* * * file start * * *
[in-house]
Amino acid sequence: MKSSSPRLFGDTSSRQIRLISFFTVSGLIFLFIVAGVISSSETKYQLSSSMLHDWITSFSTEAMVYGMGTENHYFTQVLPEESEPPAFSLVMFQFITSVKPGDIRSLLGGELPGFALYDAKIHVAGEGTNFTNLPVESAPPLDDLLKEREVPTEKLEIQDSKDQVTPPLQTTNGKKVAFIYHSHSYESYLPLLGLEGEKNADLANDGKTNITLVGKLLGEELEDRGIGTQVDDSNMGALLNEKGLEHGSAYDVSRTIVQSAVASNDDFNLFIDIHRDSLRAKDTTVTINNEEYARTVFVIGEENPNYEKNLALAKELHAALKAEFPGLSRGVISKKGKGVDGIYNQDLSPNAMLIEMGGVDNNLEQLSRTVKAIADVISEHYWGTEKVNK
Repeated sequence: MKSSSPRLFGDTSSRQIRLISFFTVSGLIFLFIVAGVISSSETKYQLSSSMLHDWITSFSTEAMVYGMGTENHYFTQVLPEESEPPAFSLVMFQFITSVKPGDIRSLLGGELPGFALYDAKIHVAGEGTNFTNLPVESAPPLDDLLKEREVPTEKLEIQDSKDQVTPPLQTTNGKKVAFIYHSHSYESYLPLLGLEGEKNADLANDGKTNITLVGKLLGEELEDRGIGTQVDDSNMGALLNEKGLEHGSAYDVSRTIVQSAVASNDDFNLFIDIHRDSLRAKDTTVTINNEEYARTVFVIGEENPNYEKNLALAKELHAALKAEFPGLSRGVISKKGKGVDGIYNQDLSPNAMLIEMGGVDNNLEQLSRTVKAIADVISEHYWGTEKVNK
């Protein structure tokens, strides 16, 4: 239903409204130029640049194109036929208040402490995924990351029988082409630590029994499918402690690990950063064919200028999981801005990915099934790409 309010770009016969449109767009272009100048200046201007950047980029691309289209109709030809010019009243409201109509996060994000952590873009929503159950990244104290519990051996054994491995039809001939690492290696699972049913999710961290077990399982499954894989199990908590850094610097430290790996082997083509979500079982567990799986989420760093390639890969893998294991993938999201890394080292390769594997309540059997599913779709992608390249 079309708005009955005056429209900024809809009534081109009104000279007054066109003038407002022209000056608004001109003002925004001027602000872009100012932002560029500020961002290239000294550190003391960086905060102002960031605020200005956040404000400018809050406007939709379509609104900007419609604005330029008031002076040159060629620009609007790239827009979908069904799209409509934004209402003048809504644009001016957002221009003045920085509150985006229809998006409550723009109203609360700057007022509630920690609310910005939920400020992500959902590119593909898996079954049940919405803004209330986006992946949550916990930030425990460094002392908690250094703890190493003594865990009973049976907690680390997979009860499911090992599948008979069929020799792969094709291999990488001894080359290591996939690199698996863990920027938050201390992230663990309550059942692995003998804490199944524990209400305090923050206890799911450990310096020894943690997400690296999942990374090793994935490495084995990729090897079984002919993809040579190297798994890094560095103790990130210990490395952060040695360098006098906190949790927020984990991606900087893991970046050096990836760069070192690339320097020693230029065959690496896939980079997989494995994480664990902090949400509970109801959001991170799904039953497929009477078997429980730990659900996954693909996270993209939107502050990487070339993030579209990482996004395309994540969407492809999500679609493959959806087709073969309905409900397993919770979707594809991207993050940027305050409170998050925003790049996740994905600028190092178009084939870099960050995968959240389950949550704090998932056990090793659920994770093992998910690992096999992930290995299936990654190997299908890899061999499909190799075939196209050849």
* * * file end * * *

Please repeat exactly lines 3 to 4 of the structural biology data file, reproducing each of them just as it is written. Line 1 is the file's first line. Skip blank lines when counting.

Repeated sequence: MKSSSPRLFGDTSSRQIRLISFFTVSGLIFLFIVAGVISSSETKYQLSSSMLHDWITSFSTEAMVYGMGTENHYFTQVLPEESEPPAFSLVMFQFITSVKPGDIRSLLGGELPGFALYDAKIHVAGEGTNFTNLPVESAPPLDDLLKEREVPTEKLEIQDSKDQVTPPLQTTNGKKVAFIYHSHSYESYLPLLGLEGEKNADLANDGKTNITLVGKLLGEELEDRGIGTQVDDSNMGALLNEKGLEHGSAYDVSRTIVQSAVASNDDFNLFIDIHRDSLRAKDTTVTINNEEYARTVFVIGEENPNYEKNLALAKELHAALKAEFPGLSRGVISKKGKGVDGIYNQDLSPNAMLIEMGGVDNNLEQLSRTVKAIADVISEHYWGTEKVNK
């Protein structure tokens, strides 16, 4: 239903409204130029640049194109036929208040402490995924990351029988082409630590029994499918402690690990950063064919200028999981801005990915099934790409 309010770009016969449109767009272009100048200046201007950047980029691309289209109709030809010019009243409201109509996060994000952590873009929503159950990244104290519990051996054994491995039809001939690492290696699972049913999710961290077990399982499954894989199990908590850094610097430290790996082997083509979500079982567990799986989420760093390639890969893998294991993938999201890394080292390769594997309540059997599913779709992608390249 079309708005009955005056429209900024809809009534081109009104000279007054066109003038407002022209000056608004001109003002925004001027602000872009100012932002560029500020961002290239000294550190003391960086905060102002960031605020200005956040404000400018809050406007939709379509609104900007419609604005330029008031002076040159060629620009609007790239827009979908069904799209409509934004209402003048809504644009001016957002221009003045920085509150985006229809998006409550723009109203609360700057007022509630920690609310910005939920400020992500959902590119593909898996079954049940919405803004209330986006992946949550916990930030425990460094002392908690250094703890190493003594865990009973049976907690680390997979009860499911090992599948008979069929020799792969094709291999990488001894080359290591996939690199698996863990920027938050201390992230663990309550059942692995003998804490199944524990209400305090923050206890799911450990310096020894943690997400690296999942990374090793994935490495084995990729090897079984002919993809040579190297798994890094560095103790990130210990490395952060040695360098006098906190949790927020984990991606900087893991970046050096990836760069070192690339320097020693230029065959690496896939980079997989494995994480664990902090949400509970109801959001991170799904039953497929009477078997429980730990659900996954693909996270993209939107502050990487070339993030579209990482996004395309994540969407492809999500679609493959959806087709073969309905409900397993919770979707594809991207993050940027305050409170998050925003790049996740994905600028190092178009084939870099960050995968959240389950949550704090998932056990090793659920994770093992998910690992096999992930290995299936990654190997299908890899061999499909190799075939196209050849």